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Data Communication and Networks

Data Communication and Networks. Lecture 9 The Internet Transport Protocols: TCP, UDP November 10, 2005 Joseph Conron Computer Science Department New York University jconron@cs.nyu.edu. Internet Transport Protocols. Two Transport Protocols Available Transmission Control Protocol ( TCP )

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Data Communication and Networks

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  1. Data Communication and Networks Lecture 9 The Internet Transport Protocols: TCP, UDP November 10, 2005 Joseph Conron Computer Science Department New York University jconron@cs.nyu.edu

  2. Internet Transport Protocols • Two Transport Protocols Available • Transmission Control Protocol (TCP) • connection oriented • most applications use TCP • RFC 793 • User Datagram Protocol (UDP) • Connectionless • RFC 768

  3. Transport layer addressing • Communications endpoint addressed by: • IP address (32 bit) in IP Header • Port number (16 bit) in TP Header1 • Transport protocol (TCP or UDP) in IP Header • 1 TP => Transport Protocol (UDP or TCP)

  4. Standard services and port numbers

  5. full duplex data: bi-directional data flow in same connection MSS: maximum segment size connection-oriented: handshaking (exchange of control msgs) init’s sender, receiver state before data exchange flow controlled: sender will not overwhelm receiver point-to-point: one sender, one receiver reliable, in-order byte steam: no “message boundaries” pipelined: TCP congestion and flow control set window size send & receive buffers TCP: OverviewRFCs: 793, 1122, 1323, 2018, 2581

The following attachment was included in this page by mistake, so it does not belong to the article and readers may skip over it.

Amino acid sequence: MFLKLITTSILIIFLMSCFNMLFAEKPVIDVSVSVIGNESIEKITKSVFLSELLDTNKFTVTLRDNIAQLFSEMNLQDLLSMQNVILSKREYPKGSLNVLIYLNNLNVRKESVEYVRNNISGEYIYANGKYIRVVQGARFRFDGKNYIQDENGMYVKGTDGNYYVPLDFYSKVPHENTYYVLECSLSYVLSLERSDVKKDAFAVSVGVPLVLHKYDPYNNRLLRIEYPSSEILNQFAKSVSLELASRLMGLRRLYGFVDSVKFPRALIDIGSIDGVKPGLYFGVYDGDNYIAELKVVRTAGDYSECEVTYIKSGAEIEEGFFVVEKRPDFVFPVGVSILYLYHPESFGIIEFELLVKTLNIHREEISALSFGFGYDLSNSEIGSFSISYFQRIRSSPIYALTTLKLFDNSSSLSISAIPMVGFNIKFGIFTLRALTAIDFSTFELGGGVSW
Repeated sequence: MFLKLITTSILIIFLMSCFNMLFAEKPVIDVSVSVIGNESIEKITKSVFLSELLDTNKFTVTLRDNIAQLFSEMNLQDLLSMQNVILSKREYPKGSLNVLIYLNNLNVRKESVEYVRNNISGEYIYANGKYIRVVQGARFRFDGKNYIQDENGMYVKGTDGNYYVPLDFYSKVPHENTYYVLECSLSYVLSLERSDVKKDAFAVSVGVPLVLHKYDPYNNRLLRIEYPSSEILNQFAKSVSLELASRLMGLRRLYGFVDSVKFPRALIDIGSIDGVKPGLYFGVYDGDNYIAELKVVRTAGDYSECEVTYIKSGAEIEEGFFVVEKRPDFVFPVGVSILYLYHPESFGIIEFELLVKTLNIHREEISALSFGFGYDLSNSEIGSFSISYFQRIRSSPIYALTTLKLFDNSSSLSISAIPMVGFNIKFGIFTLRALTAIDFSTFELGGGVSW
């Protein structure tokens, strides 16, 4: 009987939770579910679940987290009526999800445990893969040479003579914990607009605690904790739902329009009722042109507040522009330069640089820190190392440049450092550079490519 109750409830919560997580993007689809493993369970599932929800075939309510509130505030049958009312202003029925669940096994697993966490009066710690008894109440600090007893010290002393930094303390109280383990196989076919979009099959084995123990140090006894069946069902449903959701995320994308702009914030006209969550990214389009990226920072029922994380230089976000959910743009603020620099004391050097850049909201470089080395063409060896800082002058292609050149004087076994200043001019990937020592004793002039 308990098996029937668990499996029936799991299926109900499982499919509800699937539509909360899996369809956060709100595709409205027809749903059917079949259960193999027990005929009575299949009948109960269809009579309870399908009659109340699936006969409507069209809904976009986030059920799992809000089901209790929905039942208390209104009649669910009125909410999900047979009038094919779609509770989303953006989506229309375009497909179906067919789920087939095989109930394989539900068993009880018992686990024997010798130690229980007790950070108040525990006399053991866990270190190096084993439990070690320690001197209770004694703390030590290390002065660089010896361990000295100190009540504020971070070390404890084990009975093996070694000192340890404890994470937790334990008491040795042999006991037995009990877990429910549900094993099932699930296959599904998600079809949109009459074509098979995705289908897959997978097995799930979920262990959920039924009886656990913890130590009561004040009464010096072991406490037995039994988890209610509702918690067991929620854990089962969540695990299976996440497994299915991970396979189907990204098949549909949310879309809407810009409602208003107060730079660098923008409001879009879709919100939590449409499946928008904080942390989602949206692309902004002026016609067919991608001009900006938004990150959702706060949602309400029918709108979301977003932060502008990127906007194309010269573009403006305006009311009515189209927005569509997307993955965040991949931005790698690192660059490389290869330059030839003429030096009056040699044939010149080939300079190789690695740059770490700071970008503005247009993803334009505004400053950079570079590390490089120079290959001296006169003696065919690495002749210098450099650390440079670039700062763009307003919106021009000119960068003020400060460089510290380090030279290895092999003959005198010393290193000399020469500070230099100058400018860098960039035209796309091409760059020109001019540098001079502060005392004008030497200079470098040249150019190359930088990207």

6. TCP Header

  7. 32 bits source port # dest port # sequence number acknowledgement number head len not used rcvr window size U A P R S F checksum ptr urgent data Options (variable length) application data (variable length) TCP segment structure URG: urgent data (generally not used) counting by bytes of data (not segments!) ACK: ACK # valid PSH: push data now (generally not used) # bytes rcvr willing to accept RST, SYN, FIN: connection estab (setup, teardown commands) Internet checksum (as in UDP)

  8. Reliability in an Unreliable World • IP offers best-effort (unreliable) delivery • TCP uses IP • TCP provides completely reliable transfer • How is this possible? How can TCP realize: • Reliable connection startup? • Reliable data transmission? • Graceful connection shutdown?

  9. Reliable Data Transmission • Positive acknowledgment • Receiver returns short message when data arrives • Called acknowledgment • Retransmission • Sender starts timer whenever message is transmitted • If timer expires before acknowledgment arrives, sender retransmits message • THIS IS NOT A TRIVIAL PROBLEM! – more on this later.

  10. TCP Flow Control • Receiver • Advertises available buffer space • Called window • This is aknown as aCREDITpolicy • Sender • Can send up to entire window before ACK arrives • Each acknowledgment carries new window information • Called window advertisement • Can be zero (called closed window) • Interpretation: I have received up through X, and can take Y more octets

  11. Credit Scheme • Decouples flow control from ACK • May ACK without granting credit and vice versa • Each octet has sequence number • Each transport segment has seq number, ack number and window size in header

  12. Use of Header Fields • When sending, seq number is that of first octet in segment • ACK includes AN=i, W=j • All octets through SN=i-1 acknowledged • Next expected octet is i • Permission to send additional window of W=j octets • i.e. octets through i+j-1